Chocolate Bar sent by Queen Victoria Survives 118 Years

Recently, a chocolate bar that was sent to soldiers in the Boer war from Queen Victoria herself was found in a cupboard in London. The chocolates were found in a tin box, which was made by Hudson Scott and Sons in Carlisle in 1900. It was part of batch that had been sent to troops in the Boer War, making this batch a rare edition of sweets. The tin and its contents will be put up for auction next month. The item is dated to be 118 years old.


According to Paul Cooper, the auctioneer, the gifts were mocked by the French at the time. But the troops appreciated the gift so much that most of them sent it back home unopened. The tin was discovered when a pensioner in London contacted the auctioneers to say that she had a tin of very old chocolates. The woman kept unsold souvenirs and collectibles when her shop had closed 25 years ago.

According to Scunthroper auction house Eddisons CJM, the tin is ‘probably the most controversial chocolate ever made’. Queen Victoria paid for the gifts to be sent to every soldier in 1899 to cheer them up. At the time the chocolate makers were pacifists or against the war. But the companies were convinced because they didn’t want their reputation damaged if they didn’t comply with the Queen’s wishes.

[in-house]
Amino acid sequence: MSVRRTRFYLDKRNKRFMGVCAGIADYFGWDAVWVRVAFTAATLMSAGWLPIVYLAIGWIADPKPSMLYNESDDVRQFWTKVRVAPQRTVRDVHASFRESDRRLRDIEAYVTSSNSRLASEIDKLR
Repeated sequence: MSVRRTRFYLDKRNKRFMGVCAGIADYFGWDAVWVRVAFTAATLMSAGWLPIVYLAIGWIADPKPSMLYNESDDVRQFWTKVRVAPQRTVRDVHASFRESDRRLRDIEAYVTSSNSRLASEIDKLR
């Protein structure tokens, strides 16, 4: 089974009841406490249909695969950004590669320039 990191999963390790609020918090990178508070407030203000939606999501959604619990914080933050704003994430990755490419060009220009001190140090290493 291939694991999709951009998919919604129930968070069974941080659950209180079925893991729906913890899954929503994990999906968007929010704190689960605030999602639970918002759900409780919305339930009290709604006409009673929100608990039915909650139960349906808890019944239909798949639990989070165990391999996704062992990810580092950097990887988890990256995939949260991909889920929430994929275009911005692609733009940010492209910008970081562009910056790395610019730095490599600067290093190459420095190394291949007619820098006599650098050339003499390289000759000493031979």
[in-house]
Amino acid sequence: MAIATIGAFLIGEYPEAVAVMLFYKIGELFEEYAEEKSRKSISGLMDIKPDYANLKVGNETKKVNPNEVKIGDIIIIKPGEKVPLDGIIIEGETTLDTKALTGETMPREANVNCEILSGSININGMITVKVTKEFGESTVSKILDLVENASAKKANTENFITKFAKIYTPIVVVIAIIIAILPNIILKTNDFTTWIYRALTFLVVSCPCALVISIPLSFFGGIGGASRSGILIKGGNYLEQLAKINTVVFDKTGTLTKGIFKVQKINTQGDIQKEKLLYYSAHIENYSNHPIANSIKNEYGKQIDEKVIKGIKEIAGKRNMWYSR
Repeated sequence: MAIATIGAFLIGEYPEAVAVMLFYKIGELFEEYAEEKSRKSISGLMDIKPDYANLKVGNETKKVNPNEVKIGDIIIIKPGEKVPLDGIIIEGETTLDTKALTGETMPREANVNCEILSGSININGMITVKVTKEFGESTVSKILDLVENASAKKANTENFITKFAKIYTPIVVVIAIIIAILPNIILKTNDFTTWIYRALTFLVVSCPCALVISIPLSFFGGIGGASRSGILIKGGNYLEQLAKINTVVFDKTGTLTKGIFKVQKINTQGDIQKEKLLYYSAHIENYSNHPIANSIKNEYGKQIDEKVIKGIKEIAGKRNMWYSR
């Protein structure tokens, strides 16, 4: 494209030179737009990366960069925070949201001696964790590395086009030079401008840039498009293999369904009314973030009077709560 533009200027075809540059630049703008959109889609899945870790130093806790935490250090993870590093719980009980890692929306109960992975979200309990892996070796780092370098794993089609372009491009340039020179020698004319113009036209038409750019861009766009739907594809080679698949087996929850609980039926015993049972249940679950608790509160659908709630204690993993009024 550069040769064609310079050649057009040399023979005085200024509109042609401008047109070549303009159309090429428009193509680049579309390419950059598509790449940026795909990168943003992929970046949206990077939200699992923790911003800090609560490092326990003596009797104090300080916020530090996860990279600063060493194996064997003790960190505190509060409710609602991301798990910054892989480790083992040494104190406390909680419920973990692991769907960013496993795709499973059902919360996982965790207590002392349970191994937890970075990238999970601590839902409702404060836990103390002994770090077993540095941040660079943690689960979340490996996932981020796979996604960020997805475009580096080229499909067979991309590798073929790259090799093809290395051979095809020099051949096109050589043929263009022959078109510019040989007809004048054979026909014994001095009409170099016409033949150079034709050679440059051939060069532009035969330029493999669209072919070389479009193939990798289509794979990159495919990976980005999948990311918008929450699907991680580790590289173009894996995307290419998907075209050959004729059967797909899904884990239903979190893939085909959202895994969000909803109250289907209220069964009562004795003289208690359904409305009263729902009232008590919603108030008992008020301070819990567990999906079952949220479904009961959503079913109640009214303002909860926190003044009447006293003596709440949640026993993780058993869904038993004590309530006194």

At first the chocolates were in unbranded tins, but the Queen was adamant that the troops knew that they were getting British chocolate. This branding is partly how the tins were identified before the auction. “Slight differences meant the auction house had ‘been able to identify this tin as one of those ordered by Cadbury from Hudson Scott and made in Carlisle in 1899.” said Cooper.

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